Vampires in entertainment are nothing new, from the 1990’s Buffy, to 2008’s Twilight, to more modern What We Do in the Shadows, and one of my personal favourites, the 2008-2014 masterpiece, True Blood. While Dracula doesn’t hold the title of the first vamp story, it is an excellent example of the archetypal vampire, a standard that so many more vampires are held to.
The set of Mac Wellman’s Dracula retelling perfectly captured the gothic revival vibes of Bram Stoker’s Dracula and each actor did wonderfully. The massive femur bones integrated into the scaffolding of the set immediately tells audiences what to expect from Dracula.
Seward’s (Thomas Kassian) monologues were captivating, and the dynamics between Jonathan Harker (Max Hanic) and Van Helsing (Lauren Brady) were amazingly effective moments of comedic relief. Quincy’s (Zachary Strom) American aloofness was perfectly captured by Strom, just as Seward’s clear disdain for Lucy’s fiancé was. The love between Lucy (Elizabeth Chamberlain) and Mina (Sophie Healy) was so present, I could feel it radiating from each actress from my seat.
For the majority of the play, most of the actors remained on stage, just separate from the action. It was yet another lovely touch. Lucy and Quincy flirt and play cards in the corner of the stage. Count Dracula exuded a powerful presence underneath the scaffolding of props. Both events fit their characters. Harker’s insanity was effective, especially in comparison with Harker’s beginning — perfectly tame accompanied by the excellent posh British accent, not lost to his insanity.
However, the star of the show was the costume design by Robert Shannon. Each costume was stunning, and I’ll be having dreams of Lucy’s dress for the next week. The female Count Dracula (Julia Van Dam) in the most classically masculine clothes, subtly altered for a more feminine fit, all tucked underneath a heavy, floor-length cape? Stunning.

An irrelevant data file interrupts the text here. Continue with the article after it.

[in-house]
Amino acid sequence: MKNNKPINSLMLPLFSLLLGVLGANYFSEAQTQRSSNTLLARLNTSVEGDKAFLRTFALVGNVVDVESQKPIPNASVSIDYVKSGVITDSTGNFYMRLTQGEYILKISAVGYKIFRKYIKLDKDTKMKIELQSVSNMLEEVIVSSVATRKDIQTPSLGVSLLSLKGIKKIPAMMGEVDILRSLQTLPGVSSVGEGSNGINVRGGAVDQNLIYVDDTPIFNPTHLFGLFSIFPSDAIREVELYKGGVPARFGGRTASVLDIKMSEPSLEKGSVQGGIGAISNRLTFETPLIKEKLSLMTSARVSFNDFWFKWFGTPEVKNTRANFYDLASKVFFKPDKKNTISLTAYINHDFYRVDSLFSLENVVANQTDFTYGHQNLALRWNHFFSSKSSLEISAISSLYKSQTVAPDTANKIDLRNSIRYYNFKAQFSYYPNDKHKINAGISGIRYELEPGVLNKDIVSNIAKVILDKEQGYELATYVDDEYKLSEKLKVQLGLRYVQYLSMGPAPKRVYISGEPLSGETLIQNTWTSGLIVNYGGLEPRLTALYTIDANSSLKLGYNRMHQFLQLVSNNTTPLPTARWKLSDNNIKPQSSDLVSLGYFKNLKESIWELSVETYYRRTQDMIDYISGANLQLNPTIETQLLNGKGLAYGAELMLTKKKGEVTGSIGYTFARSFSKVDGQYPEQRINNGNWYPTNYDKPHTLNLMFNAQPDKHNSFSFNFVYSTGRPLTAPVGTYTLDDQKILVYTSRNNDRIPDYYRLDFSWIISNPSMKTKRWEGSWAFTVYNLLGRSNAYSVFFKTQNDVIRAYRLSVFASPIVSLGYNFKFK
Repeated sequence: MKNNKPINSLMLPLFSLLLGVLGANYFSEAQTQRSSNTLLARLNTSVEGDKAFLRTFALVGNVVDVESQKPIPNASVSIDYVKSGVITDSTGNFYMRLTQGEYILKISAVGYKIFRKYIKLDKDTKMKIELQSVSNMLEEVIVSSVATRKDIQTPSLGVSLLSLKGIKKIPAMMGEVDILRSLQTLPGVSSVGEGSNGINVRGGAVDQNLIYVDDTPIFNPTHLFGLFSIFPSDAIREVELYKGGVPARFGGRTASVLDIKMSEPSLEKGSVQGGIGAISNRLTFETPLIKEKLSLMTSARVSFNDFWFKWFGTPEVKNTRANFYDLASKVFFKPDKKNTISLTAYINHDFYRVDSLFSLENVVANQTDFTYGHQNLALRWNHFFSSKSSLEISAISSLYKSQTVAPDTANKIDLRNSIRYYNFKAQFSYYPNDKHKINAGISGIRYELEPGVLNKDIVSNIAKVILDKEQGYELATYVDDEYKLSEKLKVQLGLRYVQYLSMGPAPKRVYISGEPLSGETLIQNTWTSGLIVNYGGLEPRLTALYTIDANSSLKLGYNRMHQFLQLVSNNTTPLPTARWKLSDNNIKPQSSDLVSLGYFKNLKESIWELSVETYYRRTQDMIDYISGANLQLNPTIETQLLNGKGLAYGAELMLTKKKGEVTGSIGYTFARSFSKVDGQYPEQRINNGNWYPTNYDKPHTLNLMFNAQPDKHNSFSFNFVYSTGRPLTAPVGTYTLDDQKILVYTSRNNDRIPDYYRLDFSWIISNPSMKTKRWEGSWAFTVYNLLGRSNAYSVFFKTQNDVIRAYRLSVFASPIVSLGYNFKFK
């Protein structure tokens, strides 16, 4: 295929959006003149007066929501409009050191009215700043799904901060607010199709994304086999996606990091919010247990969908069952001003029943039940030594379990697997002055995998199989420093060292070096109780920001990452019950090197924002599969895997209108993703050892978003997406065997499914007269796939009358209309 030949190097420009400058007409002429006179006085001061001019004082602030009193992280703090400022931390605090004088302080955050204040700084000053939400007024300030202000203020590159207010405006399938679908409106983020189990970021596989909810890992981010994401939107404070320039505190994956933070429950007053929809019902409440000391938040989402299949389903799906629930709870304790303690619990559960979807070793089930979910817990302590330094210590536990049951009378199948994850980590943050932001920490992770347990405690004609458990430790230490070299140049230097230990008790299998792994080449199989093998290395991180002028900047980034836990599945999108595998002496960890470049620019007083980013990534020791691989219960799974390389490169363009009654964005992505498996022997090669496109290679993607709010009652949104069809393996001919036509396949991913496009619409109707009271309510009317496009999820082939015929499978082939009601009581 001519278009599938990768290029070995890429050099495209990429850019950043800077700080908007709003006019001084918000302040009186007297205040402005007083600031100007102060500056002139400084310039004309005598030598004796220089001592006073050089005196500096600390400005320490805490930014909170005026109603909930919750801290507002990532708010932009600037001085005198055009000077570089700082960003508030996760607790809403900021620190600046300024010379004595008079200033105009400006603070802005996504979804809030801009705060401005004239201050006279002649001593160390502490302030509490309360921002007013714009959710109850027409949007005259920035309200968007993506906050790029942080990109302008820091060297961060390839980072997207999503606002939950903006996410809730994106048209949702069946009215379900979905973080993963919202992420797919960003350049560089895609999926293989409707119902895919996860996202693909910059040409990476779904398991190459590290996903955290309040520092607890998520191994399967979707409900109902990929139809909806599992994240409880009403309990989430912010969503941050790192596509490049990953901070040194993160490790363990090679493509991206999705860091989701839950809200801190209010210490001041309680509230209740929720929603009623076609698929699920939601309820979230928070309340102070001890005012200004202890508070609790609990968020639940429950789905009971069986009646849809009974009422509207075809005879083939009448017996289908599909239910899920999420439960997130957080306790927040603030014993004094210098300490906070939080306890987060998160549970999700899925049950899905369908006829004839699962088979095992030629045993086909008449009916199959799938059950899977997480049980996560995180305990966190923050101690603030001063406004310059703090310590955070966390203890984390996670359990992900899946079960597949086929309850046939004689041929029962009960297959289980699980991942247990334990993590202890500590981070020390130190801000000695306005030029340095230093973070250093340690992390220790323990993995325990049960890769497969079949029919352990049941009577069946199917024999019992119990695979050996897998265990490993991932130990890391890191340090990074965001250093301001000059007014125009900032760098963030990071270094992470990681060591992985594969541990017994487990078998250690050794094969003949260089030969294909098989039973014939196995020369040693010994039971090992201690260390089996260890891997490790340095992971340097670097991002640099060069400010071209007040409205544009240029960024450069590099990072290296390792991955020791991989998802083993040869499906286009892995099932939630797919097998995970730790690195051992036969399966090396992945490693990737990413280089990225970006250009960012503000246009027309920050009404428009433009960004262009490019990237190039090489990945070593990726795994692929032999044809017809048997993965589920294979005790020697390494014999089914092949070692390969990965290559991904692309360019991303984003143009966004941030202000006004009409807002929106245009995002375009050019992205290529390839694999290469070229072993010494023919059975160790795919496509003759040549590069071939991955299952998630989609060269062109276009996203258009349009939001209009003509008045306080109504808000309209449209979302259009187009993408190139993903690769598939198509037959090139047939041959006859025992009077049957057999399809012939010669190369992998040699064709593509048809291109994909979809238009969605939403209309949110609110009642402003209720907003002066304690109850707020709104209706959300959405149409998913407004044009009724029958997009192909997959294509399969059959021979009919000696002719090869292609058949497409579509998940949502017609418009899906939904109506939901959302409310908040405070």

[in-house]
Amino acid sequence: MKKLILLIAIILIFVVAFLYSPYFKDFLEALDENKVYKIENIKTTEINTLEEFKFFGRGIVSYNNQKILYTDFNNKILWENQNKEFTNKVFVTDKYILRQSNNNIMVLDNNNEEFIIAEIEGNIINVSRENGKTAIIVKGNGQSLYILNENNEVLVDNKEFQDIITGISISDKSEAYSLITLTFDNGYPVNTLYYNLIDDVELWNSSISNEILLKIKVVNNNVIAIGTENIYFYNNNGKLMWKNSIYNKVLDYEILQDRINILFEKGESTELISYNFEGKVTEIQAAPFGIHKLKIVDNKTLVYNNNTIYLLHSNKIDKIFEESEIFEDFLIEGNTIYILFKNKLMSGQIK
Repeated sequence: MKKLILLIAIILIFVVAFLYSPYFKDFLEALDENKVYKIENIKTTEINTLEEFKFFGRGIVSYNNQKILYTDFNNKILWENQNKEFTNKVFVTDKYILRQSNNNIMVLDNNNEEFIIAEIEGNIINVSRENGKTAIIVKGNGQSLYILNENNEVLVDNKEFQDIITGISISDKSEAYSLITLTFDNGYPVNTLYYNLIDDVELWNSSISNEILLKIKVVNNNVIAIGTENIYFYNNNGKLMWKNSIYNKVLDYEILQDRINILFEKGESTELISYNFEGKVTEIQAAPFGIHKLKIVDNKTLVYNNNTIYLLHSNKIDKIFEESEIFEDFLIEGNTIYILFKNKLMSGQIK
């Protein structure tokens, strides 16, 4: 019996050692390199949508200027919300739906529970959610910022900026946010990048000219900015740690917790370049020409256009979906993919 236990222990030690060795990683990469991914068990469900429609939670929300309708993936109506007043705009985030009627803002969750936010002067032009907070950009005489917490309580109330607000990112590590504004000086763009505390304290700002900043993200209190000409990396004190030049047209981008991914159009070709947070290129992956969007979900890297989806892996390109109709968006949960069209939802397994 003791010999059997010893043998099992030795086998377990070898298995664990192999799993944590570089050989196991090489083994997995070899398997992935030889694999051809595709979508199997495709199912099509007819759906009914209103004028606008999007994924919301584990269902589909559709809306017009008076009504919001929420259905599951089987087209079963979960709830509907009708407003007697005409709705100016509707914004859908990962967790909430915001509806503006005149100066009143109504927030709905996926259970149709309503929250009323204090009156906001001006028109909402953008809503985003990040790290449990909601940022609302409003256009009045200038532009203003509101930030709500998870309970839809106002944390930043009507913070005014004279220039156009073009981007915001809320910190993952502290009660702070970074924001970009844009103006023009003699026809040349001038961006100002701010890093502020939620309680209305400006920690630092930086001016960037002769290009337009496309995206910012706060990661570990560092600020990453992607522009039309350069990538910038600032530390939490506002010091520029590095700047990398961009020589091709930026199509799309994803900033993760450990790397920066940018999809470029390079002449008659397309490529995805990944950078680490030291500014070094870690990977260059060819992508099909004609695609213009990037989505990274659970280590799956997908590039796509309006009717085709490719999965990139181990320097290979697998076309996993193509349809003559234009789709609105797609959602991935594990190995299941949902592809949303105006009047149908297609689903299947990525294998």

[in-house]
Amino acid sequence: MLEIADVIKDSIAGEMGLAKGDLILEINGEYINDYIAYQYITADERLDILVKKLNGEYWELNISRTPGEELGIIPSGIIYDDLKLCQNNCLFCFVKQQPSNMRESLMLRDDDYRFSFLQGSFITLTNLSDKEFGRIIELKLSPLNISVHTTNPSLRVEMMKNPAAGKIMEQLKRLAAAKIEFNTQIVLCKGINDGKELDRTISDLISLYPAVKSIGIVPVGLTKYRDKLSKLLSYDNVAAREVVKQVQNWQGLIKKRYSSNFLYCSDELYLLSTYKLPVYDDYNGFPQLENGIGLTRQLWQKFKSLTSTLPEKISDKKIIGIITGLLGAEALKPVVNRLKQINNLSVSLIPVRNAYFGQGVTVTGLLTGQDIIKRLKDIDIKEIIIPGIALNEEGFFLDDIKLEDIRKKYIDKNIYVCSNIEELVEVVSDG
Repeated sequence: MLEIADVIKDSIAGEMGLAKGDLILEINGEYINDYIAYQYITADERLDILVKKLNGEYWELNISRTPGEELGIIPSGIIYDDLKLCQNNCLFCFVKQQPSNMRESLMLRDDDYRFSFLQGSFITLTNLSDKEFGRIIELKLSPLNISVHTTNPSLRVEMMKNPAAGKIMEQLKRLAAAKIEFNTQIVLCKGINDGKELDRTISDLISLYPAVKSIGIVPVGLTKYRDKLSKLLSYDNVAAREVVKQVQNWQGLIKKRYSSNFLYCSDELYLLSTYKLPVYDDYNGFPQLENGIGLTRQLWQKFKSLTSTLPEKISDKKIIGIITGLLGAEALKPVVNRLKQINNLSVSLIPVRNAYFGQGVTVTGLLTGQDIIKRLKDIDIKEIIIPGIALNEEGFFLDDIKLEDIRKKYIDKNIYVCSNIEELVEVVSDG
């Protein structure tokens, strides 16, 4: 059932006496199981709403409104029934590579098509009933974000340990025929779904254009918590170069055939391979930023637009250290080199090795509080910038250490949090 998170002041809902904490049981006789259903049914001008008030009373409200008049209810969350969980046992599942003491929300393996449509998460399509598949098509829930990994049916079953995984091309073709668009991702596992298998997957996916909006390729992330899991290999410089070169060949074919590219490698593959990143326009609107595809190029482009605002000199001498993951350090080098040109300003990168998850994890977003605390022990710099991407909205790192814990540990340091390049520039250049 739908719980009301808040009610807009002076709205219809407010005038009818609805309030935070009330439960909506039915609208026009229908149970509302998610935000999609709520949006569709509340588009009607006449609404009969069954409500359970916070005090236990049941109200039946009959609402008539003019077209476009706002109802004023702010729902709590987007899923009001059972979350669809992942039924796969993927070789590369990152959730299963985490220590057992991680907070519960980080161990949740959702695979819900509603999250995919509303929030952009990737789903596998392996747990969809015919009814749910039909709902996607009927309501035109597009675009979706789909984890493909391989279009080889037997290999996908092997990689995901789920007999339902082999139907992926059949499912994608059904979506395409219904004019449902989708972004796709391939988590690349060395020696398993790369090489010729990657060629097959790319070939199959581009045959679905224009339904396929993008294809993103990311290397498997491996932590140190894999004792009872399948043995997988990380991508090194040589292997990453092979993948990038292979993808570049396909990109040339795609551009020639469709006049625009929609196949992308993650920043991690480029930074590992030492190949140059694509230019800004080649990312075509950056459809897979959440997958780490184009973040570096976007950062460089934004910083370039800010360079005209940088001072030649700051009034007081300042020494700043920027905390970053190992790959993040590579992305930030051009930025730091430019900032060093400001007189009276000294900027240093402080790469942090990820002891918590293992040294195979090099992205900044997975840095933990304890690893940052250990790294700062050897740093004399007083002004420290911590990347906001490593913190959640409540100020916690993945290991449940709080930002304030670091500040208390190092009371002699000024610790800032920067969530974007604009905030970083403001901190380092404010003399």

I’d also like to highlight Mina’s and Lucy’s costumes. Each girl wore a purple dress with a pouf on one shoulder, a single sleeve on opposing arms, corset, and layered skirts. Matching the colour of the two girls’ dresses creates an instantaneous connection between the girls. However, while they share the colour, everything else about the dresses are complete opposites. While Lucy’s pouf was on the right, Mina’s was on the left. Where Mina’s dress was slit on the left side, Lucy’s slit on the right. Thus, the dresses offer very different characterizations. Mina is committed to Harker, while Lucy receives multiple proposals.
I also enjoyed the writing, especially Dracula being portrayed as female and the use of comedy in what’s usually a dark subject. While the majority of the play was fantastic, there are still some glaring issues in this play, namely, the lack of tension throughout the play.
The second half of the play relied heavily on noise to elicit reactions from the audience, just as horror movies utilize jump scares when they can’t figure out a real way to make their plot scary. For example, at several points in the second half, the characters resorted to just screaming, notably after Lucy’s death. Lucy’s death is followed by (what feels like) several minutes of the characters repeatedly screaming “Lucy’s dead, we’re sad.” Not even going into the age-old writing advice of “show, don’t tell,” Lucy’s death should’ve been captivating enough to the audience that yelling for attention shouldn’t have been necessary.
This misuse of tension only continues into the end of the play, where Lucy is seemingly revived by Mina after being staked by Steward, and then Count Dracula just walks away. Rather than just complaining, I’ll offer my two cents on how I’d have fixed this ending. One, kill off Dracula. Have the big fight scene and give the audience the satisfaction of seeing the big bad guy (or gal, in this production) killed off. Alternatively, this play also has Dracula kill Quincy by just holding her hand towards him. If Dracula is now this crazy, overpowered individual who obviously cares little for human life, have him kill off the rest of the good guys. Add some stakes — forgive the pun — and kill someone off! Anyone!
In integrating sexuality into the story of Dracula, perhaps the utilization of vampirism is an allegory for the repression of sexuality by Victorian society, specifically for women. For example, the flower petals falling around Lucy and Mina after they’re turned into vampires could represent their “deflowering,” for lack of a better term. The social isolation from their newfound vampirism could also reflect the treatment of sexually active women in this era. Dracula also lacks representation of many other forms of sexuality, specifically gay and asexual relationships.
Thus, if you’re craving a little Dracula, I recommend watching the 1992 film, Bram Stoker’s Dracula, featuring Gary Oldman, Keanu Reaves, and Winona Ryder (to name a few). It’s available on Canadian Netflix. This adaptation delves into the incredibly engaging relationship between Mina and Count Dracula. Or, if you’re into reading the struggles of women with sexuality around this time period, try 1798’s Maria: Or, the Wrongs of Woman by Mary Wollstonecraft.
More than anything, I highly recommend catching whatever projects this talented group takes part in next.
For more information about the play and the cast, read here.